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requested wage increase this would further affect the prices of goods and services and invariably affected. On the other hand, when firms attempt to increase their profit margins by making the prices more responsive to supply of a good or service instead of the demand for that said good or service. This is usually done regardless to the state of the economy. This can be seen in monopolistic economies where the firm is the only supplier or by entrepreneurs that are seeking a larger profit for their own self interests. Monetary Inflation: Monetary inflation occurs when there is an excessive supply of money. It is understood that the government increases the money supply faster than the quantity of goods increases, which results in inflation. Interestingly as the supply of goods increase the money supply has to increase or else prices actually go down. When a dollar is worth less because the supply of dollars has increased, all businesses are forced to raise prices just to get the same value for their products. Structural Inflation: Planned inflation that is caused by a government's monetary policy is called structural inflation. This type of inflation is not caused by the excess of demand or supply but is built into an economy due to the governments monetary policy. In developed countries they are characterized by a lack of adequate resources like capital, foreign exchange, land and infrastructure. Furthermore, over-population with the majority depending on agriculture for their livelihood means that there is a fragmentation of the land holdings. There are other institutional factors like land-ownership, technological backwardness and low rate of investment in agriculture. These features are typical of the developing economies. For example, in developing country where the majority of the population lives in the rural areas and depends on agriculture and the government implements a new industry, some people get employment outside the agricultural sector and settle down in urban areas. Because there might be an unequal distribution of land ownership and tenancy, technological backwardness and low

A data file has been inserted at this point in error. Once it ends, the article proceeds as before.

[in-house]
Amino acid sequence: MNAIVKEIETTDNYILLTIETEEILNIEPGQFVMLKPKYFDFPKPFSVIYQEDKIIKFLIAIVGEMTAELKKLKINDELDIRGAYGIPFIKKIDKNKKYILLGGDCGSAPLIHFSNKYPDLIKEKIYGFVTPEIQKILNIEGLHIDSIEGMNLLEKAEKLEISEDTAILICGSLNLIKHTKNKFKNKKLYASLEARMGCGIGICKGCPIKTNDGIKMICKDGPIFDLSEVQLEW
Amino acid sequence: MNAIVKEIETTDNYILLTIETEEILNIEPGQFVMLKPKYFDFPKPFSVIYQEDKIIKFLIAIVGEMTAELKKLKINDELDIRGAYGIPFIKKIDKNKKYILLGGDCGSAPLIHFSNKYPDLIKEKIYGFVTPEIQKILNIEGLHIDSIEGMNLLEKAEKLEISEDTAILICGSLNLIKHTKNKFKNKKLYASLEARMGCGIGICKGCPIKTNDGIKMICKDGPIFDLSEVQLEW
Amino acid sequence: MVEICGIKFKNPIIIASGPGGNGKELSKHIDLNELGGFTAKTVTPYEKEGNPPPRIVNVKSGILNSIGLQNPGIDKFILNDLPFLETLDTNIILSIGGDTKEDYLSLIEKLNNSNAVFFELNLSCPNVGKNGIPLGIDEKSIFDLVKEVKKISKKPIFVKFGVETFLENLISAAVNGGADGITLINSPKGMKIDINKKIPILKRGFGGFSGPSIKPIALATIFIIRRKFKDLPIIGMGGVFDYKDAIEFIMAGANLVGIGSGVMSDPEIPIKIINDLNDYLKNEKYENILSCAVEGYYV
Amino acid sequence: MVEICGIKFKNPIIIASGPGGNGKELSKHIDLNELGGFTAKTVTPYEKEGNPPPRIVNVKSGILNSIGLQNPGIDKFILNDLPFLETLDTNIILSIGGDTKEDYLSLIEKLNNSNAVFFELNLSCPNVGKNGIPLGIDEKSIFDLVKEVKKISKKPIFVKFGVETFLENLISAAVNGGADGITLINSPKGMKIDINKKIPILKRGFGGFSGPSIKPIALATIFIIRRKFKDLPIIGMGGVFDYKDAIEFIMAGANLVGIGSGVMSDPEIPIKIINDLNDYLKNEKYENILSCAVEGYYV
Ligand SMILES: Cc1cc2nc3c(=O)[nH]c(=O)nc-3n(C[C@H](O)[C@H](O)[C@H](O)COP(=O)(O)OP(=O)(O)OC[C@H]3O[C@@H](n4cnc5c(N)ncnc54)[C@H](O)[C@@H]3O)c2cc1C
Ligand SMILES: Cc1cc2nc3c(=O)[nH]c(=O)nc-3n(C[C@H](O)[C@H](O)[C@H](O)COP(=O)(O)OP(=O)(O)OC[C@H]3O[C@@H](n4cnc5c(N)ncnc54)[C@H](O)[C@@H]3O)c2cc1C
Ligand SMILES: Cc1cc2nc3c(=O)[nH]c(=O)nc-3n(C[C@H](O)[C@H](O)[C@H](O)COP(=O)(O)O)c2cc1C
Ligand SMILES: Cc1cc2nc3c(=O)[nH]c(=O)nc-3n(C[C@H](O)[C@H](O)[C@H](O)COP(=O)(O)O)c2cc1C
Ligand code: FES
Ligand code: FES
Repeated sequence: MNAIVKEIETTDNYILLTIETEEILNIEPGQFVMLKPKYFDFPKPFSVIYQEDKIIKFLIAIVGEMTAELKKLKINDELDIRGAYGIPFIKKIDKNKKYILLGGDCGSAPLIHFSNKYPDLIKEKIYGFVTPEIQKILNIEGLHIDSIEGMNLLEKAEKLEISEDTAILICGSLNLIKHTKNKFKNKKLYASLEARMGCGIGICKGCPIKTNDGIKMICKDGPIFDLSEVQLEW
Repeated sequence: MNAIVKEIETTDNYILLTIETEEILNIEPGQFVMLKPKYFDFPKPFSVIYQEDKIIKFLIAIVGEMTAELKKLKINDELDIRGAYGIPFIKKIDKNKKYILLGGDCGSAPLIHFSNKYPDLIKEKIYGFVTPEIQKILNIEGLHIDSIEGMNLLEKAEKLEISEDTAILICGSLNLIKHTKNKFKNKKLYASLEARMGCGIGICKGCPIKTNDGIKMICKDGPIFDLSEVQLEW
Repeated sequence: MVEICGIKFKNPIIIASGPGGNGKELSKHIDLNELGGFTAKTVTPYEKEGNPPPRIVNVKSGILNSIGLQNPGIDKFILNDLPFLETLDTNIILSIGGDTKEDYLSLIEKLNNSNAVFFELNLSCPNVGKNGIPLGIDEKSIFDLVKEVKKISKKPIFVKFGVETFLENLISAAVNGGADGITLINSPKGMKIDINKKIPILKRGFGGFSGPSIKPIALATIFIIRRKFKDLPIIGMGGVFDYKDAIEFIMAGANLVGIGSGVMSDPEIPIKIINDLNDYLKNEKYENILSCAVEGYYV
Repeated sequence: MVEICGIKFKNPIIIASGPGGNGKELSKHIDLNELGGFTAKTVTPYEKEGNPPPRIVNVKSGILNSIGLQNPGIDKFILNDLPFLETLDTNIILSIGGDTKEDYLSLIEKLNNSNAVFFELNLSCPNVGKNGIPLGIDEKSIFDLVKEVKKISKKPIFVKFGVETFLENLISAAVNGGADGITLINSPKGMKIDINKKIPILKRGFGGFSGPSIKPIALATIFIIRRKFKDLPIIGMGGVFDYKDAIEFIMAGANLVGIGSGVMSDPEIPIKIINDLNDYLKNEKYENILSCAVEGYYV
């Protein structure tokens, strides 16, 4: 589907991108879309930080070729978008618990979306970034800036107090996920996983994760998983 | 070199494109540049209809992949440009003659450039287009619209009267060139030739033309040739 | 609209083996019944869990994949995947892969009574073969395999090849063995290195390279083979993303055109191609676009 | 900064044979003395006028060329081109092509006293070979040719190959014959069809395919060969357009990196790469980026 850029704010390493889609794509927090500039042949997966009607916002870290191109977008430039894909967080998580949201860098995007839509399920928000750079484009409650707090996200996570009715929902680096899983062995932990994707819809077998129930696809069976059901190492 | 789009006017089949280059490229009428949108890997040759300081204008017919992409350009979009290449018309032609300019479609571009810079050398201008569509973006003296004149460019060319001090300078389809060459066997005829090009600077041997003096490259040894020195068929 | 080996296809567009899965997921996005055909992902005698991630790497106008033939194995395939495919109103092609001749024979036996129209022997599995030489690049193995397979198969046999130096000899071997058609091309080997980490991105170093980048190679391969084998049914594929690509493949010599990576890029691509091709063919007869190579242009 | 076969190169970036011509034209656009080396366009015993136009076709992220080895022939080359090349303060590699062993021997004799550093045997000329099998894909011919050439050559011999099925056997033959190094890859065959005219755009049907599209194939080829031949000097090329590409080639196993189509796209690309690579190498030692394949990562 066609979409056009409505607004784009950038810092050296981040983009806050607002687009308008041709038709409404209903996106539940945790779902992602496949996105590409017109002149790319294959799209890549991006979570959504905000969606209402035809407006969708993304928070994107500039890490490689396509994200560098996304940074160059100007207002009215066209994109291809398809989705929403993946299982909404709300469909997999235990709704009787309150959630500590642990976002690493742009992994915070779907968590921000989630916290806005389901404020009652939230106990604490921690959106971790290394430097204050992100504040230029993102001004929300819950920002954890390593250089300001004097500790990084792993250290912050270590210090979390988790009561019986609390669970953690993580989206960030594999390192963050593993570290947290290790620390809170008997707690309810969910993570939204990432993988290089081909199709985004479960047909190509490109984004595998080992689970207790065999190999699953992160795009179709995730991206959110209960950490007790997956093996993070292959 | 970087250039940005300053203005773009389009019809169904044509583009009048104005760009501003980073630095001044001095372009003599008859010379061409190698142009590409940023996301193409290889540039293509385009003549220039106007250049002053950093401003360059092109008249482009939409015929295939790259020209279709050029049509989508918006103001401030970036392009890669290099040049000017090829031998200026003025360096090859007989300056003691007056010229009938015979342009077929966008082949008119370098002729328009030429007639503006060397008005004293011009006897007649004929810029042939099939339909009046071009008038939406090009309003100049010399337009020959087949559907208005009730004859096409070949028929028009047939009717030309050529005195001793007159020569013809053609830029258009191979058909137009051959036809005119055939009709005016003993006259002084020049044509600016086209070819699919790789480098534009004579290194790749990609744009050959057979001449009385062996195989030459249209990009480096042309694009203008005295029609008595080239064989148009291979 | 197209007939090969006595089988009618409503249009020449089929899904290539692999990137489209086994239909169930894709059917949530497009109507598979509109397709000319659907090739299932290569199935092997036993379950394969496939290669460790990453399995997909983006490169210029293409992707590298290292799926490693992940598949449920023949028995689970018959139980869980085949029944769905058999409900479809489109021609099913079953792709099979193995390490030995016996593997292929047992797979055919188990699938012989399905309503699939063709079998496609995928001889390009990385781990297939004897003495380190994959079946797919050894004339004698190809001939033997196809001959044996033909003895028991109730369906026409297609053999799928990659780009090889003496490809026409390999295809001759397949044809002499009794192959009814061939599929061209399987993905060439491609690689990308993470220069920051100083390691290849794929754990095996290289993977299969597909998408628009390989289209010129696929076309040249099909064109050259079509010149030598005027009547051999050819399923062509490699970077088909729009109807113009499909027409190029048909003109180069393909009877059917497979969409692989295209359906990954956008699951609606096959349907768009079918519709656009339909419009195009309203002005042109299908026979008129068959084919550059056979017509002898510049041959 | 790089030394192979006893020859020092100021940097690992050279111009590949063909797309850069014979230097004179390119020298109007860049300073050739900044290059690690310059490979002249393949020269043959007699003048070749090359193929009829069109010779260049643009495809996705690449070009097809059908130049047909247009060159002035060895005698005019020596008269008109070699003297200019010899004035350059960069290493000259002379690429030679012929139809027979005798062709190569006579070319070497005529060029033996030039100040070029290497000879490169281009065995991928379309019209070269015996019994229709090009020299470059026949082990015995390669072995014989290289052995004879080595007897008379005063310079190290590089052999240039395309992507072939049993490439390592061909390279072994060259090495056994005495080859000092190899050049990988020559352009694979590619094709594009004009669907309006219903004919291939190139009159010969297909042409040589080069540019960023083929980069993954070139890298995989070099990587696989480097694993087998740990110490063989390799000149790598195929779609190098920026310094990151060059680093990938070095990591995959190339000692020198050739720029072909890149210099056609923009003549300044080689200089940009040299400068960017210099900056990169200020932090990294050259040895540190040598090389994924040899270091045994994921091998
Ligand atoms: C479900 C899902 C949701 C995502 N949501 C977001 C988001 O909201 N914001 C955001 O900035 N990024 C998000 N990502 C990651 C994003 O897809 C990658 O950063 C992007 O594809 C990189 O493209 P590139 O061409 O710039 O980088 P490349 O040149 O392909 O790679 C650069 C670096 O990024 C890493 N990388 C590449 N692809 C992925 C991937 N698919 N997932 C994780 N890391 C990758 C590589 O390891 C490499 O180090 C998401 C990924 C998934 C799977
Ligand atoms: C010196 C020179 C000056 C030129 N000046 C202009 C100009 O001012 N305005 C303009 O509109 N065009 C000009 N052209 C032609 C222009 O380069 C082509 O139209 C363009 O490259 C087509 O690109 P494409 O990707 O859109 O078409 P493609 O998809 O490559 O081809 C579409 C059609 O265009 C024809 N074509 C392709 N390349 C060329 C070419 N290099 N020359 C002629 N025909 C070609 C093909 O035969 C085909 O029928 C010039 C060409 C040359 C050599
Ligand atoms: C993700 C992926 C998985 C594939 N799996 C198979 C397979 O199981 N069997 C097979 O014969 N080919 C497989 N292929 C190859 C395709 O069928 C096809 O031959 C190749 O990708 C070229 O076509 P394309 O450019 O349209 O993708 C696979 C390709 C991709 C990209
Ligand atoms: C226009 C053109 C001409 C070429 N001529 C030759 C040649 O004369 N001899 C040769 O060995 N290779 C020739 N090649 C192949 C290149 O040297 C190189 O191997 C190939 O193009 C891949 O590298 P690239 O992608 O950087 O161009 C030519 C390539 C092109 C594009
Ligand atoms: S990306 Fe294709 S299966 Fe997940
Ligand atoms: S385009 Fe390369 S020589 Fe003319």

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rates of investments in agriculture inclusive of inadequate growth of the domestic supply of food which corresponds with an increase in demand arising from increasing urbanization and population prices increase. Food being the key wagegood, an increase in its price tends to raise other prices as well. Therefore, some economists consider food prices to be the major factor, which leads to inflation in the developing economies. Imported Inflation: Another type of inflation is imported inflation. This

occurs when the inflation of goods and services from foreign countries that are experiencing inflation are imported and the increase in prices for that imported good or service will directly affect the cost of living. Another way imported inflation can add to our inflation rate is when overseas firms increase their prices and we pay more for our goods increasing our own inflation.

HOW INFLATION IS MEASURED? Inflation is normally given as a percentage and generally in years or in some instances quarterly and is derived from the Consumer Price Index (CPI). However, there are two main indices used to measure inflation. The first is the Consumer Price Index, or the CPI. The CPI is a measure of the price of a set group of goods and services. The "bundle," as the group is known, contains items such as food, clothing, gasoline, and even computers. The amount of inflation is measured by the change in the cost of the bundle: if it costs 5% more to purchase the bundle than it did one year before, there has been a 5% annual rate of inflation over that period based on the CPI. You will also often hear about the "Core Rate" or the "Core CPI." There are certain items in the bundle used to measure the CPI that are extremely volatile, such as gasoline prices. By eliminating the items that can significantly affect the cost of the bundle (in either direction) on a month-to-month basis, the Core rate is thought to be a better

indicator of real inflation, the slow, but steady increase in the price of goods and services. The second measure of inflation is the Producer Price Index, or the PPI. While the CPI indicates the change in the purchasing power of a consumer, the PPI measures the change in the purchasing power of the producers of those goods. The PPI measures how much producers of products are getting on the wholesale level, i.e. the price at which a good is sold to other businesses before the good is sold to a consumer. The PPI actually combines a series of smaller indices that cross many industries and measure the prices for three types of goods: crude, intermediate and finished. Generally, the markets are most concerned with the finished goods because these are a strong indicator of what will happen with future CPI reports. The CPI is a more popular measure of inflation than the PPI, but investors watch both closely.